Because We've learned and. I think anyone, listening probably, knows that trying, to do retroactive. Data collection, is. Ineffective. And. A nightmare, so. So. Some conclusions and, I I will, do this quickly all, three programs as I mentioned, last time required, culture, and, systems. Change also, required, an acceptance, of the science. That supports that process. Systems. Integration, is required, and, we need to work together, with. All stakeholder. Input input, in. Order, to. Address. This epidemic, and. We need to recognize, that we as otps, are the experts, in the treatment of this disease we. Need to change our own self-perception, that's, the biggest culture, change we, need to move from a history of invisibility, as a goal, and. We move need to move to a position, of being very, visible, as experts. In the treatment of opioid use, disorder which, we all are. So. Just. Recognize, we are indeed the experts, and you can see I'm since being redundant, because it's so important, we, need to learn how to self promote as, a medical, specialty, with decades, of providing. Evidence-based. Care and that's, going to help us impact, public policy, regulation. And corresponding. Budgets, because in order, to enhance care, there's, a there's, a cost attached to it and we. Are in the middle of an epidemic so. Thank you I, really, appreciate your time and I hope this was helpful. And they'll. Thank you so much we greatly appreciate your time today as well we, do have a couple of questions and we have just, a few minutes to address those so. I'm going to throw them out here the. First one is for Rey Rey can you tell us how receptive, are, pairs of behavioral. Health services, technology. Based applications. Our. Experience, in that it's been I, think there's a, tooth, or two pieces to that one is. They've. Been. Interested, in seeing some of the outcomes that we've been able to generate. Incorporating. Technology. But also other things into. Into. Into care, where. That conversation starts. To get a little bit. Stretched. Out as when you begin talking about. Sustainability. And financial, sustainability and, reimbursement. We. Have we have had. Small. Successes. In that. But. You. Know as, with so many other, sort. Of negotiations. With payers. Once. You get the bean counters in the room. They. See some, of these additional, costs it's, hard for them to see value I think, alternative. Payment models, ultimately. Provide, the best hope for incorporating. These and other, approaches, into the care delivery, and an outcome. Outcome. Improvement, but, that has been that challenging. Great. Thank you. Another. Question for you right in the context, of the recovery, track apps that you mentioned are, there any studies that look at the recovery durability. Using technology. Versus, in person or, group based support. You. Know I don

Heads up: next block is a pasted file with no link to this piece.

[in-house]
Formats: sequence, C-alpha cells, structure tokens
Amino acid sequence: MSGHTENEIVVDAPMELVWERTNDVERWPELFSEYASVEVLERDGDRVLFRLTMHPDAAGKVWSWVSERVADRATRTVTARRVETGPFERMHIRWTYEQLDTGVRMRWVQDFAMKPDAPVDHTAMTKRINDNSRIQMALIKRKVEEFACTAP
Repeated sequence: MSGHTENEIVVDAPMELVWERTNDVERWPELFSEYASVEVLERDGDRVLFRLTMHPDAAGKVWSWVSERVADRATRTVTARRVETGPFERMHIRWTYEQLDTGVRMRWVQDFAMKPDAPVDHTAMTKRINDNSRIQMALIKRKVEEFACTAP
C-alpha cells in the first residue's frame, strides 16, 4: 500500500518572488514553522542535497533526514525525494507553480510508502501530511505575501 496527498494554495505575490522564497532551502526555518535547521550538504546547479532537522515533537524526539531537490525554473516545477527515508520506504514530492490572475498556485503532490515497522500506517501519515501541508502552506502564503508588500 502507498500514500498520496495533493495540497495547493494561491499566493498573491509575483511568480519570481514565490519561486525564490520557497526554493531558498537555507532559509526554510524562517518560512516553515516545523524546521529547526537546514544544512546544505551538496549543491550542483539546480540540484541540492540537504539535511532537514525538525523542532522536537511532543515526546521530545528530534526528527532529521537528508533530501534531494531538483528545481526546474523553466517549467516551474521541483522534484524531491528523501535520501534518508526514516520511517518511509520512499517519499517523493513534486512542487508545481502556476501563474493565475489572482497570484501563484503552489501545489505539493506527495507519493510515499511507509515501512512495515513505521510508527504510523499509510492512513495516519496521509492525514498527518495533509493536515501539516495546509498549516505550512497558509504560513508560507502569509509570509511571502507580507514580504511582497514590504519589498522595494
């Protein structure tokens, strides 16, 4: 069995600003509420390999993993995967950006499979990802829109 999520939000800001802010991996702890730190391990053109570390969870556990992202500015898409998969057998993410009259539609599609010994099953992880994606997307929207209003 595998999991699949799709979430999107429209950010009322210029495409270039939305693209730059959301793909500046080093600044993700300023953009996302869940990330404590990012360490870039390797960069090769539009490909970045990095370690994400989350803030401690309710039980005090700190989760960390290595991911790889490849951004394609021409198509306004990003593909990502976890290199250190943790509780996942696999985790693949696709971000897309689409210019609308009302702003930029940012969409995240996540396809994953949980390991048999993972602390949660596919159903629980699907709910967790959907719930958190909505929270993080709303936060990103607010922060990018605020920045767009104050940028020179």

2018-08-21 19:48